The Most Fascinating Facts About the Titanic

Source: C Flanigan / Getty Images

46. Three movies were made about the Titanic

Three feature films have been made about Titanic: Jean Negulesco’s “Titanic” was made in 1953, Roy Baker’s “A Night to Remember” was made in 1958, and James Cameron’s “Titanic” was made in 1997.

Source: New York Times / Wikimedia Commons

47. A lifeboat drill that was scheduled the day of the crash was cancelled….

…for reasons that remain a mystery today. The decision to cancel the drill was made by Captain Edward Smith.

Source: S_Bachstroem / iStock

48. Underwater robots took 100,000+ photos of the ship’s wreckage in 2012

Six years ago in March, an expedition sent underwater robots to the wreckage, and through the use of sonar imaging took more than 100,000 photos of hundreds of objects that were likely a part of the ship. With the photos, researchers were able to map the 3-by-5-mile debris field.

Source: Willy Stöwer / Wikimedia Commons

49. The Titanic took two hours and 40 minutes to sink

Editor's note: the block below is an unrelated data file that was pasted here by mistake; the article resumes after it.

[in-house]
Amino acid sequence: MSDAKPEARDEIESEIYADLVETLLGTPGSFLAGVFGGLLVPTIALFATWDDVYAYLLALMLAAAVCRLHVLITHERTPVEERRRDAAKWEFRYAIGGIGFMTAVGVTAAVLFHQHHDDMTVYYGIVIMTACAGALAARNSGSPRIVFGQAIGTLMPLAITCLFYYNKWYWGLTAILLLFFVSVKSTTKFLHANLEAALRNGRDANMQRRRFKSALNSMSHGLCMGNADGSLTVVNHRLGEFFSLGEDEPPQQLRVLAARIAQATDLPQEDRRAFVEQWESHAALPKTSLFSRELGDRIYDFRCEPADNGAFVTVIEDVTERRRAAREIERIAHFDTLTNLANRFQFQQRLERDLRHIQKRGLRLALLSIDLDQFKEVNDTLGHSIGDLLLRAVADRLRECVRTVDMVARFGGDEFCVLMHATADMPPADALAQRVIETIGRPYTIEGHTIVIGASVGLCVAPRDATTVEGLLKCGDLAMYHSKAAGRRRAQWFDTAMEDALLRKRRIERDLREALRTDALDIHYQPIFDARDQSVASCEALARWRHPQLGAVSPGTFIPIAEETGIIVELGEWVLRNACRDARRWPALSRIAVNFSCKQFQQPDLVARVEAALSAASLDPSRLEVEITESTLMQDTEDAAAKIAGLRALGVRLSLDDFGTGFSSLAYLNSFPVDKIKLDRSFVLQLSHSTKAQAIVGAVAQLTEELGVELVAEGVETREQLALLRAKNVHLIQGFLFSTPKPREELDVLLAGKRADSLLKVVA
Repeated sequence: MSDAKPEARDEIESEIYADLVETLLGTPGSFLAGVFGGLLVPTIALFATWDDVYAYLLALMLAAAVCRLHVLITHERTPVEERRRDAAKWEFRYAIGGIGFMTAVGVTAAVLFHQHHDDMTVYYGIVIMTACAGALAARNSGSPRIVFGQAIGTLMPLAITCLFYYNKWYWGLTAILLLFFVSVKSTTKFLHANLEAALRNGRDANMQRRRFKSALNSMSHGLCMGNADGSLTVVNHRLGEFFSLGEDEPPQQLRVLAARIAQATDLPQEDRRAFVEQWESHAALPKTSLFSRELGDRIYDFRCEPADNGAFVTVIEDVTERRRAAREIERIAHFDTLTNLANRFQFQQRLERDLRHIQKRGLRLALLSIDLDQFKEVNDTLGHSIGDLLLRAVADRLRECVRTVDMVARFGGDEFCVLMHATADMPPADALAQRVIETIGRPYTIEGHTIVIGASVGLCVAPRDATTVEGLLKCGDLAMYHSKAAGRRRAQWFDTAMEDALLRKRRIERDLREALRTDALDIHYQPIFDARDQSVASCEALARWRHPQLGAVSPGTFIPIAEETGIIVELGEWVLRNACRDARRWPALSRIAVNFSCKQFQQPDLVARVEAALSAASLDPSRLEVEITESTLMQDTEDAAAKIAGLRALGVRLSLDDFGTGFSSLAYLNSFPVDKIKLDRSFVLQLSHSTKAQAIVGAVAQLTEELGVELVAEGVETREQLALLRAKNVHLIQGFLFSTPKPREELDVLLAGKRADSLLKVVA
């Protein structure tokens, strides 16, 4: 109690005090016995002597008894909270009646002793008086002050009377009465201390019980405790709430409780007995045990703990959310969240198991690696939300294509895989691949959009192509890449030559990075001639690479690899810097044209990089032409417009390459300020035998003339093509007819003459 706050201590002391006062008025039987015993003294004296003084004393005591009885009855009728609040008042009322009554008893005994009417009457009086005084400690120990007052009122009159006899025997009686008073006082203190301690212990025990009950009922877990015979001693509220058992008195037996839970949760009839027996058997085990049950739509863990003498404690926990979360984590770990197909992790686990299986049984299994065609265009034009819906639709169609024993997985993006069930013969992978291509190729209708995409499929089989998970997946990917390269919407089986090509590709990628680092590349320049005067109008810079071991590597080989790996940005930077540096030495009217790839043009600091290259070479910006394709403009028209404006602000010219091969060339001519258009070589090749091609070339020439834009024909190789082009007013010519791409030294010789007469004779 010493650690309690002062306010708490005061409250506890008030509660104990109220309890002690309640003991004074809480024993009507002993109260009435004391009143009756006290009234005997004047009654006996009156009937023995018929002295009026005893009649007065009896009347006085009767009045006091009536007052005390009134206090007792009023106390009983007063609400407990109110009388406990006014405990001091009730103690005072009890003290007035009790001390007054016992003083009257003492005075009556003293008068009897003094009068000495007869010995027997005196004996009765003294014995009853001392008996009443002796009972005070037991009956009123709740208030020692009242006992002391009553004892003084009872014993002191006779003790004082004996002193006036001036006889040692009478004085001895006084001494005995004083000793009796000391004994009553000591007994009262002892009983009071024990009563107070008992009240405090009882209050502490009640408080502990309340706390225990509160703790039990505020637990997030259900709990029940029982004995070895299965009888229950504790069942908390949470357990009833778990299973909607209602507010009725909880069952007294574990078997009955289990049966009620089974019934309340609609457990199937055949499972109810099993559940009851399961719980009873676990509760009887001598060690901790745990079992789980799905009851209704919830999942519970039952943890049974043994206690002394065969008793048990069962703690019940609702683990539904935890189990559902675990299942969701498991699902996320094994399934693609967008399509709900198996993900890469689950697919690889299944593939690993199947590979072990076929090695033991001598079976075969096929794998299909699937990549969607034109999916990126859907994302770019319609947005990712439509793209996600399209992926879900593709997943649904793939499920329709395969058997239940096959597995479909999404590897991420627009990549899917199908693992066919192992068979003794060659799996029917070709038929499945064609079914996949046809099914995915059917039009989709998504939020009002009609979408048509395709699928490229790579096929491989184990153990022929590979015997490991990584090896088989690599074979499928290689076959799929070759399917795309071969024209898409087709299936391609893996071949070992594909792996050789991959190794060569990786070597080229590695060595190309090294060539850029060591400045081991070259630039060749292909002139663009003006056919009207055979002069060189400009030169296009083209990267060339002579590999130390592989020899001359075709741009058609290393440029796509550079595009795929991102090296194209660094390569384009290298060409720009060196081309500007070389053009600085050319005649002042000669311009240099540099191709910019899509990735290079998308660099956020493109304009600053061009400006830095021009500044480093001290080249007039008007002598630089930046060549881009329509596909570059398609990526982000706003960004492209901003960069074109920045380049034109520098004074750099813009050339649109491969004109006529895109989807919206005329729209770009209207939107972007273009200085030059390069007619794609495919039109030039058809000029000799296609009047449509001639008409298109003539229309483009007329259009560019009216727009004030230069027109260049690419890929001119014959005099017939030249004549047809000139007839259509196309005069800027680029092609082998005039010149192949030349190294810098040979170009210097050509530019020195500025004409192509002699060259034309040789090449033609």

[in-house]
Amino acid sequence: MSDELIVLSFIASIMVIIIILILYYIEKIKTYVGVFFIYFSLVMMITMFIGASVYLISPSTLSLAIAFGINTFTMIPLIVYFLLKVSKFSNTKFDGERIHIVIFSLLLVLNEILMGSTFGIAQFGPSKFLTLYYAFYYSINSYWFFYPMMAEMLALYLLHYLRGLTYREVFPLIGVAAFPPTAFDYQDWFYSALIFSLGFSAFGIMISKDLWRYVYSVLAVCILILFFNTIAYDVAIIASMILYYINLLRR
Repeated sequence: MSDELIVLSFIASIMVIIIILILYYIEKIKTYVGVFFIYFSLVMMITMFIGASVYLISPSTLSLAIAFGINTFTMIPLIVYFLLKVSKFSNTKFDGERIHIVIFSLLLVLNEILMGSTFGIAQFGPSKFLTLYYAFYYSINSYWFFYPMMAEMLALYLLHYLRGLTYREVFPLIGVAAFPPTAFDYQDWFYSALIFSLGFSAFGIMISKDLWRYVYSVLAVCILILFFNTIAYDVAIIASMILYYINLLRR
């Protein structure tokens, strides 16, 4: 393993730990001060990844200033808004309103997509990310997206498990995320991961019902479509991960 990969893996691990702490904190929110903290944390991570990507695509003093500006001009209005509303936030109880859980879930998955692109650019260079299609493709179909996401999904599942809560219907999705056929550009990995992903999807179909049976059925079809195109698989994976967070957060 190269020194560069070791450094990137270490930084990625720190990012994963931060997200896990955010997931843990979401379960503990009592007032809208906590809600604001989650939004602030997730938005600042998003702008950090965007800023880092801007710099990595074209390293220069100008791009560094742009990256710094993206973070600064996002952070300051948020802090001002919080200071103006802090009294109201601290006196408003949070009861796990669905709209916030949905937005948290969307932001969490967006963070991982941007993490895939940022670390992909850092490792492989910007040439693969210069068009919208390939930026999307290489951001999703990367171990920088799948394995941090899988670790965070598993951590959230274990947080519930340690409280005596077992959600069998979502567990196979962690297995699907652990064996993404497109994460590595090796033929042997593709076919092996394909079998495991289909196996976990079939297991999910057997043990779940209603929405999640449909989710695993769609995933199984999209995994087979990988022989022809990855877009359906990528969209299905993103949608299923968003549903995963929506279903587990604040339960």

In its first report of the tragedy, The New York Times ran a headline that said the Titanic sank four hours after hitting the iceberg. Little did the public know that the ship sank at a much faster pace.

Source: Reclams Universum, 28. Jg., Heft 30, Illustrierte Wochenschau vom 26. April 1912, Leipzig 1912, Jahrbuch S. 171. / Wikimedia Commons

50. Six iceberg warnings before collision

Evidently, the most critical iceberg warning never made it to Captain Edward Smith because of the lack of the prefix MSG, meaning Masters’ Service Gram. This acronym would have required the captain to personally acknowledge receipt of the message. Because it did not have the MSG prefix, the senior radio operator did not think the message was important.